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As the executive pastry chef at Michael’s Genuine Food & Drink in Miami, Fla., the author of Baking Out Loud, a frequent guest on Cooking Channel’s Unique Sweets and FN Dish’s own resident dessert extraordinaire, Hedy Goldsmith isn’t your average sweet tooth. She’s been known to put a homemade red-velvet twist on traditional Twinkies and even bake pies in jars, so when FN Dish visited Hedy at the South Beach Food & Wine Festival last month, we knew we’d be in for a treat — and it turns out that we were greeted with an entire plateful of treats.
Speaking to a packed room at the Shelborne South Beach Hotel, Hedy along with Josh Wesson, a New York City-based sommelier and the co-founder of Best Cellars, offered guests an interactive seminar on the pairings of desserts and beverages, both wines and liqueurs. They agreed that the key to blending any food and drink is finding among them elements that are similar and contrasting, an idea that’s similar to what Hedy follows when making her confections.
Known for expertly bridging the gap between sweetness and saltiness — the combination of which she describes as “the story of my life” — her signature creations are not typical desserts in that they’re not overly sweet, and they utilize seemingly eccentric and out-of-place ingredients. To Hedy, baking is all about “checks and balances,” not just between the amount of sugar and salt in a recipe, but also the flavors of the other ingredients she uses.
Having already conquered the professional kitchen as the chef-owner of two New York City restaurants — The Lamb’s Club and The National — and Kitchen Stadium as a member of the Chairman’s elite team of Iron Chefs, Geoffrey Zakarian is setting out to take over the radio airwaves, if only for just one night.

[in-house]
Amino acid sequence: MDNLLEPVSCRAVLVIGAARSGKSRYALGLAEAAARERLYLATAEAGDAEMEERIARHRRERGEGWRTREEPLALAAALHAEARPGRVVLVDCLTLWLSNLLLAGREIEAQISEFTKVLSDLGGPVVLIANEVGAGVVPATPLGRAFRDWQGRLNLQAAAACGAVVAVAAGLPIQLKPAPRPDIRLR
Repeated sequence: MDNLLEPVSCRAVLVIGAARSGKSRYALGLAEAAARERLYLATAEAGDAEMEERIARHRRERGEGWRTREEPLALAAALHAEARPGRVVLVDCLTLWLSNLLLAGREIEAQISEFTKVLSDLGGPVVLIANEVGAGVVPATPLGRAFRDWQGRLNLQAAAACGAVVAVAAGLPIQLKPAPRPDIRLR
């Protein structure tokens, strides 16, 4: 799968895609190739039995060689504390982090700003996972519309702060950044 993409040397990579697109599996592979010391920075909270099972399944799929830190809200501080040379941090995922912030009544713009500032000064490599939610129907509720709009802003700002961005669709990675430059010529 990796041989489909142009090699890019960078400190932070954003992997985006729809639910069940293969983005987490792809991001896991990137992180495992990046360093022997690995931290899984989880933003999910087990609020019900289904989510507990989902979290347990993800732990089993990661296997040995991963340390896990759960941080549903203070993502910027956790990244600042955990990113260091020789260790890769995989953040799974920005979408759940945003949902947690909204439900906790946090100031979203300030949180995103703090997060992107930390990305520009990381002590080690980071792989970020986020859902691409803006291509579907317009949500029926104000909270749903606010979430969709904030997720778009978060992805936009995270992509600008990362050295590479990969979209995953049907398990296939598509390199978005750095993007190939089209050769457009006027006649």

From 8pm-9pm EST tomorrow evening, Friday, March 15, Geoffrey can be heard on the SiriusXM Satellite Radio Stars Channel 107 chatting with an impressive roster of chefs, including Guy Fieri, Anne Burrell, Sunny Anderson, Andrew Zimmern, fellow Chopped judges Scott Conant and Marc Murphy, and more. These industry A-listers came together in Miami, Fla., during last month’s South Beach Wine & Food Festival, and FN Dish was on hand as the show was recorded live, poolside from The James Royal Palm Hotel.
How many times have you searched for the ultimate recipe only to find one that’s nearly what you’re looking for but features perhaps a single ingredient or flavor that you simply can’t bare? When that happens, do you scrap the recipe altogether, vowing to find one that’s perfect, or do you settle for the undesired taste because the rest of the recipe fits the bill? We caught up with Iron Chef Michael Symon at the 2013 South Beach Wine & Food Festival, and he told us that instead of an all-or-nothing approach to recipes, look at them as detailed suggestions you can use to build the dish that best suits your tastes.
“Let your palate be your guide,” Iron Chef Symon said. He was reminded of a time that his father suffered through a batch of salsa that, while it was made according to its recipe’s instructions, boasted cilantro, an herb his father doesn’t like. Looking back on the moment now, Iron Chef Symon recalled that it would have been perfectly acceptable for his father to swap in other “soft, leafy herbs” for the cilantro so as to keep with his preferences and ultimately allow him to enjoy the dish.
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What do you get when you gather tables full of amateur cooks and ask them to prepare their own dinners with no advance notice of the menu? If you answered chaos, scorched ingredients and plenty of laughs, then you are correct.